Strategy for improvement, or busy fools syndrome? 06 January 2015

Whatever happened to winding down for Christmas? For much of transport, which, like retail, has its busiest time during the season, the question rarely arises. But for the vast majority of industry, commerce and government, it's traditionally time to ease off the accelerator and look forward (or not) to the office party and its associated merriment.

December, however, saw the coalition government still motoring, with not only the oddly named Autumn Statement delivered and the usual flack flicked away, but also major announcements on road building, to the tune of £15 billion, changes to the Highways Agency and the decision to revise speed limits for HGVs from April.

First things first, and George Osborne's decree that fuel duty would again be frozen was as warmly welcomed as his failure to cut it by 3p per litre was condemned. The near universal view: could have done so much better. As RHA (Road Haulage Association) chief executive Richard Burnett said: "Diesel represents more than a third of a haulier's costs and UK fuel duty is the highest in the EU." For this reason alone, European competitors still wield an unfair advantage.

Clearly, a 3p per litre duty cut would have gone some way to levelling the playing field. Arguably, it could even have been more effective than the government's much-vaunted Road User Levy, which, although exceeding its estimated annual revenue in the first six months, is widely believed to be penalising importers who are now forced to pay foreign recharges. Either way, at a domestic level, it would have meant a 3–4% reduction in average haulier costs. And from a bigger picture perspective, as the Treasury last year conceded, it would have been good for GDP (gross domestic product), jobs and inflation, too. Now that would have been worth celebrating.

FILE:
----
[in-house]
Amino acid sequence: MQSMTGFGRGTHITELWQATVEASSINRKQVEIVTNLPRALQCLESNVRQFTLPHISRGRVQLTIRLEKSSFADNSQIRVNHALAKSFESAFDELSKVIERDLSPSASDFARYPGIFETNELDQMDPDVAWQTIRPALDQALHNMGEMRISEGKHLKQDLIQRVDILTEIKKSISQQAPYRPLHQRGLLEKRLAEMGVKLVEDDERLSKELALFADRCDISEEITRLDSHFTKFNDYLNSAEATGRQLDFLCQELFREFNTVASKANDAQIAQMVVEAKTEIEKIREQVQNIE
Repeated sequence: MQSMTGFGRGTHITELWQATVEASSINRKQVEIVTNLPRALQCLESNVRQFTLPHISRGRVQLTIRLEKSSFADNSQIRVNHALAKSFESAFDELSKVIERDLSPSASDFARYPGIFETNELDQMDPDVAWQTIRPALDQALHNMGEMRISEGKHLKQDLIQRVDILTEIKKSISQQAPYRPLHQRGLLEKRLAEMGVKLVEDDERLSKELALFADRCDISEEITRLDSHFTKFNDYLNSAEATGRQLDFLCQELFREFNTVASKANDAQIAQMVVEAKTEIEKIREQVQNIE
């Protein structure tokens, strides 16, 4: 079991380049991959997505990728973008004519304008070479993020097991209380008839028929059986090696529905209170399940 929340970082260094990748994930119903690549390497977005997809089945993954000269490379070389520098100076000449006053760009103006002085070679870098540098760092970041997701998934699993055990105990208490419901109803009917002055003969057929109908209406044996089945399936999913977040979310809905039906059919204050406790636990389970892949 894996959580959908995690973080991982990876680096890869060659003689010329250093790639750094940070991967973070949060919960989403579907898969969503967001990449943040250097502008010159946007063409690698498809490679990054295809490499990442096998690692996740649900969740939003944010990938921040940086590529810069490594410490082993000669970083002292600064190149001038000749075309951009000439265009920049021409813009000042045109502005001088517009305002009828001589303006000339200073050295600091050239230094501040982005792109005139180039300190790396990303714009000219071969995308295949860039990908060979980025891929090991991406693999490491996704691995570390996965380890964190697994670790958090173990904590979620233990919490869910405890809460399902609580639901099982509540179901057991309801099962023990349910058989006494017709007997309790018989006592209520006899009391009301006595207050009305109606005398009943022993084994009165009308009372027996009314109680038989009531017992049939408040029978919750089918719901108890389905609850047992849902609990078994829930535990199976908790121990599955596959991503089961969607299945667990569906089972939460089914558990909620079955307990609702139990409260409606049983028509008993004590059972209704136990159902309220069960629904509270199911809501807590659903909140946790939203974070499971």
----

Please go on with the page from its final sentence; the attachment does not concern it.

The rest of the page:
What about that massive road-building programme, with more than 100 new schemes announced for this parliament and the next? It was hailed by transport secretary Patrick McLoughlin as the biggest upgrade to English roads in a generation. No doubt about that, if it happens. And no doubt, too, that this would assist all road users, including hauliers, in terms of both journey times and fuel costs, if its impact on congestion is as profound as seems likely. However, while the DfT's (Department for Transport) new Road Investment Strategy has the smack of certainty, nothing can be set in stone, particulary with the approaching election.

That's the niggling worry – even though the Highways Agency is to become a government-owned company (renamed Highways England) from April, following last month's second reading of the Infrastructure Bill. DfT believes this will cement in its proposals and save the taxpayer some £2.6 billion over the next 10 years. And roads minister John Hayes reckons that giving oversight of the road network to the Office of Rail Regulation will provide the right performance checks to ensure value for money. But time will very soon tell.

As for where all this leaves us: well, for the moment, nowhere. New and expanded roads, and a better maintained existing infrastructure are attractive propositions. However, operators are focused almost exclusively on costs. That's why fuel duty cuts, driver training support, incentives for dual-fuel conversion, etc, are what really matter. Those didn't happen. Happy New Year.

Brian Tinham BSc CEng MInstMC FSOE FIPlantE FIRTE

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